The GLA45 adopts some of the same touches. It also adds more metallic front-end trim, and sits 3 inches lower than other versions despite its tall 19-inch wheels.

The GLA’s cockpit carries over almost unchanged. The dash wears big circular vents and soft-touch plastics. The aero-inspired design still looks handsome, but some dash and door trim panels feel hard to the touch. The GLA’s dash-mounted display sits atop the dash, hotel-television style. Leather costs extra, as do finer trim pieces in carbon-fiber, wood, and aluminum.

Whether mildly rugged or wildly entertaining, the Mercedes GLA performs nothing like any SUV we’ve driven.

With the GLA, Mercedes massages a 2.0-liter turbo-4 into two states of tune, for two very different outcomes.

We give the model line a 5 out of 10 for performance. The banshee GLA45 AMG’s rocketship appeal dilutes considerably in the stiff-riding GLA250.

In the GLA250, turbos spin and compress air to the tune of 208 hp and 258 lb-ft of torque. Coupled to a 7-speed dual-clutch automatic, the engine pushes the GLA250 to 60 mph in 7.1 seconds and to a 130-mph top speed. The duo responds briskly when the transmission’s dialed to Sport mode; otherwise it chuffs along in more efficient gears to conserve fuel, behind well-insulated shifts and relatively quiet 4-cylinder noises.
All-wheel-drive models split power mostly to the front wheels, though up to 50 percent can be shifted to the rears when traction drops.

The engine’s boosted to an extraordinary 375 hp and 350 lb-ft in the GLA45 AMG, and 0-60 mph times fall to 4.3 seconds. You might be expecting a riot, and you'd be right: the potent engine is hugely entertaining, and all-wheel drive is standard.

No GLA owner should pretend to Jeep status with the GLA, but the AWD system can dole out controlled traction on gravel roads and moderately difficult trails through an off-road transmission mode. Hill descent control shifts the burden of low-speed hills to the anti-lock brakes; they grip and release to modulate low-speed trips down an incline.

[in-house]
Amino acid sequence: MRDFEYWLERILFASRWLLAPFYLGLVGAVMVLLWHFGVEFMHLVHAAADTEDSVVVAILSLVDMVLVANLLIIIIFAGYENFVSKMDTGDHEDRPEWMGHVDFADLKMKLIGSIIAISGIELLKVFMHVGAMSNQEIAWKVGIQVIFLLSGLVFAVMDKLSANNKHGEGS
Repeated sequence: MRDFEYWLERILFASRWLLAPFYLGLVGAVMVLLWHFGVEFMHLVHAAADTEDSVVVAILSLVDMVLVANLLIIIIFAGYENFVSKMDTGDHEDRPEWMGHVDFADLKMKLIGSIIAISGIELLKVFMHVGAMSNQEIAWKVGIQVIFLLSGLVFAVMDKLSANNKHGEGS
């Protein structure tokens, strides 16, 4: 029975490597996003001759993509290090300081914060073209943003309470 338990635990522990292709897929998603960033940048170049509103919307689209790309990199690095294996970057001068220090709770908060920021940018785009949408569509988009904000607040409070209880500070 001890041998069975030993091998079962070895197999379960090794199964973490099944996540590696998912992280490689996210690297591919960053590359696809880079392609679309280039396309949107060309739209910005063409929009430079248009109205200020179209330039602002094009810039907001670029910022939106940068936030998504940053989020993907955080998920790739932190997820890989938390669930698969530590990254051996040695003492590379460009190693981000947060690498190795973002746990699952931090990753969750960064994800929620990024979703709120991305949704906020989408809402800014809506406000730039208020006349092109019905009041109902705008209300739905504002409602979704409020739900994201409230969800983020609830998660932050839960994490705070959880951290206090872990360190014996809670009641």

GLAs handle well though they have tall bodies. The CLA plants better in corners, but the GLA doesn’t feel at all like an SUV despite its 8 inches of ground clearance. The GLA’s main downfall is rough ride quality, even on the standard 18-inch wheels and all-season tires. A set of adaptive shocks can be fitted, but we’ve yet to compare them with the standard setup.

For tenacity there’s no match for the GLA45 AMG. Stronger suspension and transmission bits and 19-inch hardcore tires conspire with a delightful exhaust note to make it the best Golf R or WRX ever. It’s entertaining and faultlessly fast as it drops 4.3-second 0-60 mph times and slides through corners with neutral abandon. Add on a limited-slip front-end differential, sport suspension, and Race mode, and the GLA45 AMG may twitch its tail out of line, but only after the driver exhausts all common sense.

Comfort & Quality
The 2018 GLA sports better rear-seat space than the CLA, but it’s more a hatchback than a roomy crossover SUV.

The Mercedes GLA cuts a compact profile, which means it’s most comfortable for two passengers and their gear.